Since Umstead I have not written here with the exception of one entry that I have since deleted. It served its personal purpose but I felt it was not appropriate for sharing. Some of the same themes will be mentioned here so you will not have missed anything.

If you have been following my escapades this year, you know it has been a completely mixed back of results and training. Prior to Umstead, I had a second place at Phunt followed by a DNF at Batona followed by a month of bronchitis setting up a wonderful DNF at Black Canyon. I topped off that series with an epic 3rd place at Ugly Mudder losing in the last 100 meters because I lost some footing after having broke trail for the majority of the race. Not long after, I started righting the ship getting in weeks of good training and having some positive small local 5K results in the lead up to Umstead. 

Since Umstead, I've been running but doing it like a blockhead. Race wise, I've won two 10K's and the Mt Penn Mudfest 15K. However, the past two ultras have resulted in another pair of DNF's at Rock the Ridge and Dirty German Endurance Fest (both while being signed up for the 50M distance.) With Rock the Ridge, piriformis issues led to a drop at mile 23-ish. While feeling comfortable about the decision as a couple years back, I had to stop running for about a month as I pushed through a similar issue until I could not walk without a limp. Didn't want to go there this time. On the downside, it was a great course and for the most part of the day, the temps were perfect. I mention this because just yesterday at Dirty German, I dropped out after 34 miles. Primarily, the heat and my head did me in. DG is a 3 loop course run in Philadelphia's Pennypack Park. Most of the course is shaded which is a plus. However, with temps starting at 70 moving into the 80's with humidity near 100%, it made it a tough day. On my first lap, I did my best to run smoothly. I felt I was not overdoing it. I was even taking it easy on the short climbs by hiking them. However, really early into my second loop, I felt like I was redlining to keep any sort of pace. Going into such a spot so soon, mentally broke me with physically dismantled me...

For about two months now, my stress has been high due to things at work and home. Since the things are connected they have been compounding each other. Think of it as exponentially increasing stress. Factor in potential change and a tidalwave might as well hit. Each of us have our pluses and minuses. One of my minuses is reaction to change even small things like moved furniture and compounding stress. I've gotten better over the past 7 years with change. Stress is a different story. I am a compartmentalizer if you will. As a highly analytic person, I keep balance by placing each thing in tidy little boxes. Disruptions to the organization can be shocks to the system. Furthermore, being more introverted enhances the effects. It's self-analytical scrambling to put the pieces back. Now, this may make me sound rather frail. And in some ways when the weight becomes too much I am. But one of my positives is my capacity to endure. I do think that has to be a requirement to be an ultrarunner or any type of runner for that matter.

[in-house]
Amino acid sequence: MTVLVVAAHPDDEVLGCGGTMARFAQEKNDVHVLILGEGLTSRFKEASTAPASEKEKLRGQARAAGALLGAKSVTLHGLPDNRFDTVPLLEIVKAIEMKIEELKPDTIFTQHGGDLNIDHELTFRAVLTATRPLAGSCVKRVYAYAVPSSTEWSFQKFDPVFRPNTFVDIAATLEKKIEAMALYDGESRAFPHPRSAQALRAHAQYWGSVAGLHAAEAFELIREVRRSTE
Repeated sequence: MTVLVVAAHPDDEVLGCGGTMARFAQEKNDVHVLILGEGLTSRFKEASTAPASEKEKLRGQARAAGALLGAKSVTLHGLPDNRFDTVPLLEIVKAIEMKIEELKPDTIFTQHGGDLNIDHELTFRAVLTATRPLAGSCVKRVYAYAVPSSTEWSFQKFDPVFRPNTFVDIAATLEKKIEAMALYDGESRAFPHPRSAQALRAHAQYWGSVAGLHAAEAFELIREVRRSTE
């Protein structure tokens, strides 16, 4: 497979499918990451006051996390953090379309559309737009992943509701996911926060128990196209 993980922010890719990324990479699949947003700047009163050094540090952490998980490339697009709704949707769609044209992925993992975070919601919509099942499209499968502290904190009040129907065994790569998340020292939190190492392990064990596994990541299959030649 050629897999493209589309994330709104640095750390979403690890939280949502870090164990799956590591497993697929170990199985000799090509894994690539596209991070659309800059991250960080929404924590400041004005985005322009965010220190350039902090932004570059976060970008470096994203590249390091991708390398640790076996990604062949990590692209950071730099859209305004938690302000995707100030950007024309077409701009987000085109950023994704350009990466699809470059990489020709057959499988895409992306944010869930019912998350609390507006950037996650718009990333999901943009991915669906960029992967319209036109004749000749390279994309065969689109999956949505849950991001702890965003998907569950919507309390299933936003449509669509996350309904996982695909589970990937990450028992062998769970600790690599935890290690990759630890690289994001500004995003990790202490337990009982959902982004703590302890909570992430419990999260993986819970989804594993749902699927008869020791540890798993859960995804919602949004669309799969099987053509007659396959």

Normally, the mere act of running would help reduce the stress. What makes this current stretch different is that my stress levels are the highest they have been since mid 2004. While running usually benefits, the timing, I believe has left me behind the eight-ball. The wise thing to have done after Umstead would be to take it easy on myself running. Yet, the presence of stress put me in a position that I needed to run. But the runs were not helping. All I would think about was the stress. Eventually, I would periodically experience some symptoms of anxiety during my runs in addition to 'daily-life'. 

This came to a head yesterday at Dirty German.....once I started having trouble, my inner-tyrant, took hold as I started to think about the non-running stressors. This brought me down enough mentally that it had a physical impact. Couple that with the heat and I was in trouble. What ended up happening was not pretty. I run my second lap at a pace 3 minutes slower per mile. I think it also was my worst 50K split. I began to worry about my ability to finish the race where I was mentally. As a result, I pulled the plug.

Now, the act of taking another DNF smarts too because it feeds a negativity the inner-tyrant can grab hold to. So right now, I have to resist the urge to cave to its whispering.